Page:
The fire grew to 1,500 acres by Sunday morning, though crews made progress overnight, aided by cooler temperatures and higher humidity levels, Cal Fire reported. No structures have been damaged, and no injuries were reported.
Five airtankers and three helicopters were making drops on fire at one point Saturday, said Cal Fire Capt. Isaac Sanchez, according to the San Diego Union Tribune newspaper. Fire crews from several agencies were helping on the ground.
Efforts are underway in Colorado to better evaluate how water enhancers delivered from a single engine air tanker can be more effective than retardants in fighting wildfires.
Colorado historically has only loaded long-term retardant into SEATs. These chemical concentrates are mixed with water and alter fuels so they do not support combustion. Retardant is dropped adjacent to — or ahead of — the fire to create a chemically induced fire break at its perimeter.
Molecular bonds from water enhancers, however, slow evaporation by creating a thermal protective coating. SEAT drops of water enhancers are mainly used in direct attack to slow or halt the fire’s rate of spread long enough for ground resources to access the fireline and mop up or supplement the knockdown process.
These gels have generally been limited in use in recent years, and field testing has been minimal. Information about water enhancers’ availability, use and effectiveness is sparse at best.
Observe and evaluate drops of water enhancers on wildfires and record information about 1) whether the water enhancer stopped or slowed the forward advance of the fire; 2)whether the water enhancer reduced fire intensity to a sufficient level for ground crews to manage the fire; and 3) whether the water enhancer persists on the surface fuels long enough to prevent hotspots from redeveloping or the fire from burning through the drop.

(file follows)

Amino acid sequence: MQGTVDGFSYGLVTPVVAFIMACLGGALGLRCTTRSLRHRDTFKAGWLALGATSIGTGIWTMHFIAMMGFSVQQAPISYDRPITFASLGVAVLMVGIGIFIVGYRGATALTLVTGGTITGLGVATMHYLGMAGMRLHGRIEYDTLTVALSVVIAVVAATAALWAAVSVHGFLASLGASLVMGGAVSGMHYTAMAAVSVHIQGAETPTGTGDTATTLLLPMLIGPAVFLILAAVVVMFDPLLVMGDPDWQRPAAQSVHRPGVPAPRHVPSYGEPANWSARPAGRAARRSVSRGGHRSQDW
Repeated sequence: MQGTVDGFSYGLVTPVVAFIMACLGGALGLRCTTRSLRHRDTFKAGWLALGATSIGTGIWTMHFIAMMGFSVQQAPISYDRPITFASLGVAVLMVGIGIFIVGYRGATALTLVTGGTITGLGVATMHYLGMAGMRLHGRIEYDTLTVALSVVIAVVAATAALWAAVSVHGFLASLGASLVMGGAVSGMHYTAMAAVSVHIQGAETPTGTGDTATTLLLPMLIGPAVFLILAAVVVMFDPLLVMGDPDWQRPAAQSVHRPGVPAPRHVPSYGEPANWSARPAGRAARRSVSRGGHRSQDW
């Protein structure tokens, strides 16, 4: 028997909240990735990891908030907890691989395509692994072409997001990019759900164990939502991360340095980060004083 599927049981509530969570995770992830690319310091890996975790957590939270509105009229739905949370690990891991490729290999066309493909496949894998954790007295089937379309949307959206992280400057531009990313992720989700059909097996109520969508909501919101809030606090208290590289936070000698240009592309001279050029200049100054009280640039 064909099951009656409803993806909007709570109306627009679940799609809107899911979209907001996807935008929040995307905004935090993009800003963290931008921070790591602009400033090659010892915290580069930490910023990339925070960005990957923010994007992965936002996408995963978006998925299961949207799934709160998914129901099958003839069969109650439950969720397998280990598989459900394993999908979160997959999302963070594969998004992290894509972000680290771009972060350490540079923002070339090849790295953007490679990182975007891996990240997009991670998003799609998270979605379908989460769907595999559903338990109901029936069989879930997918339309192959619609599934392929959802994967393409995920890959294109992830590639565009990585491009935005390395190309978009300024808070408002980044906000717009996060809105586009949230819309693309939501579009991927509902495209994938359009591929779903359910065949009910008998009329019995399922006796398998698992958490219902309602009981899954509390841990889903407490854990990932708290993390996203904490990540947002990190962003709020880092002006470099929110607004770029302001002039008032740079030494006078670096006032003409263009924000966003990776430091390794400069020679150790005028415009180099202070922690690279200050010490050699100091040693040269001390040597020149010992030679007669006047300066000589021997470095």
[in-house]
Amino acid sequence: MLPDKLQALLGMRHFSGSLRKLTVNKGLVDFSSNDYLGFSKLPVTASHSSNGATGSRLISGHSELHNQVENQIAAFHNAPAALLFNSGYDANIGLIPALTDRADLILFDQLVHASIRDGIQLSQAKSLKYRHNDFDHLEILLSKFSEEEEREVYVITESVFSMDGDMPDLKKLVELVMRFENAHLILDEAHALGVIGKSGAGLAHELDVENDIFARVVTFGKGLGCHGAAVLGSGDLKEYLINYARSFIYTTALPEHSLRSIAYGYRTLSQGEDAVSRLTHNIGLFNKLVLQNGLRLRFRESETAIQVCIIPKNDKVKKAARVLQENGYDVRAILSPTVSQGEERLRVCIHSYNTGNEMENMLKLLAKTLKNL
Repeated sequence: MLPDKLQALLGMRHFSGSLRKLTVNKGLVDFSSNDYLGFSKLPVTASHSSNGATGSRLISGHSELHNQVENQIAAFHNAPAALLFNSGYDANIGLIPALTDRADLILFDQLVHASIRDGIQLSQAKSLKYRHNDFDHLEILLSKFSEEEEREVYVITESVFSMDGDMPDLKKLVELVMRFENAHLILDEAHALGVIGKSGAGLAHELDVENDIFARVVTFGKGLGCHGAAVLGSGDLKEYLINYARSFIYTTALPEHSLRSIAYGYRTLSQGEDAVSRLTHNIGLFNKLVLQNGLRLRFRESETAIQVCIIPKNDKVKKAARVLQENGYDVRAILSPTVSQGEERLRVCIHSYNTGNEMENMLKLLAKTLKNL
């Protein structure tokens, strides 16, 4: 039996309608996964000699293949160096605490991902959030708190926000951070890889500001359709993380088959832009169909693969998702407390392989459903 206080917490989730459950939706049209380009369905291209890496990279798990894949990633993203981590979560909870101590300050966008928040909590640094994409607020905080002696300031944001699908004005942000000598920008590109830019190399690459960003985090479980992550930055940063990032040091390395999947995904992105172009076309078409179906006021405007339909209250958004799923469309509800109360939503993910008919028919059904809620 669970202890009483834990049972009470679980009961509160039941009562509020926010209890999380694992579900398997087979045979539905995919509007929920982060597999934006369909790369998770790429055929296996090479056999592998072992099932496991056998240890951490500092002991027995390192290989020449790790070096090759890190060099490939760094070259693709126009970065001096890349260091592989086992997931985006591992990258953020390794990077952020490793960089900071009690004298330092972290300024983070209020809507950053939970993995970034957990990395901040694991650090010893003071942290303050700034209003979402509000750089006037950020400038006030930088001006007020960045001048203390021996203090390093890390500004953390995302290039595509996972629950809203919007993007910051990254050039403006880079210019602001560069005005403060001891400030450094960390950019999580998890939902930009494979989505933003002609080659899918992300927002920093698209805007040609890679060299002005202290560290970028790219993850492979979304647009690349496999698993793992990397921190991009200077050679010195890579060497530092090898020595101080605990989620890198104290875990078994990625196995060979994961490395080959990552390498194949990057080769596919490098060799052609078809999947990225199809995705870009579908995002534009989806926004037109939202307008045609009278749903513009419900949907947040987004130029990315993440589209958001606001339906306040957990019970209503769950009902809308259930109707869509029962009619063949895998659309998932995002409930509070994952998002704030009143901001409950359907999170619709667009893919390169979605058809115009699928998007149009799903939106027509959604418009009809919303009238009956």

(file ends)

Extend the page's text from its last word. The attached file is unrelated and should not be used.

Determine whether water enhancers delivered from a SEAT are effective on wildfires in Colorado. Effectiveness will be viewed in terms of how effective the products were in achieving the desired suppression objectives.
Collect as much data as possible regarding the effectiveness of water enhancers used during initial attack and on emerging fires.
Share lessons learned from the evaluations with interested parties, including cooperators and researchers.
Test and evaluate newly developed ground-based mixing/batching equipment to assess the efficiency of the mixing and loading processes and the ability of the equipment to reduce response times.
“SEATs loaded with water enhancers will respond to fires on State and private land, as well as to fires under the jurisdiction of BLM, the National Park Service, and USFS. Mixing will be at the recommended ratios in the USFS Qualified Products List for each product on all drops. For the first load on each fire, State and Federally contracted SEATs will respond to the incident with water enhancer unless the ordering unit clearly specifies the need for LTR instead.
Decisions regarding where, when and how to apply a particular aerial retardant or suppressant are typically under the discretion of the Incident Commander, so if at any time the Incident Commander or the Air Tactical Group Supervisor feels that the enhancers are not performing as desired, the Incident Commander can immediately order that the SEATs be loaded with retardant.
The three water enhancers being evaluated in the study are: FireIce HVO-F, BlazeTamer 380, and Thermo-Gel 200L — each is approved by the U.S. Forest Service for use in SEATs.
The Center of Excellence for Advanced Technology Aerial Firefighting, with support from the Division of Fire Prevention and Control’s Aviation Unit and the Bureau of Land Management, is conducting the study.
After weighing input from researchers and firefighters, investigators will compile a preliminary and final report about the project’s findings.
The conversion of the fourth DC-10 into a Very Large Air Tanker is nearing completion. Rick Hatton, the President and CEO of 10 Tanker Air Carrier, said he expects Tanker 914 to be finished with the modification process in June, including the incorporation of their Next Gen tank controller.
Tanker 914 will join the other three DC-10’s that can each hold up to 11,600 gallons of fire retardant.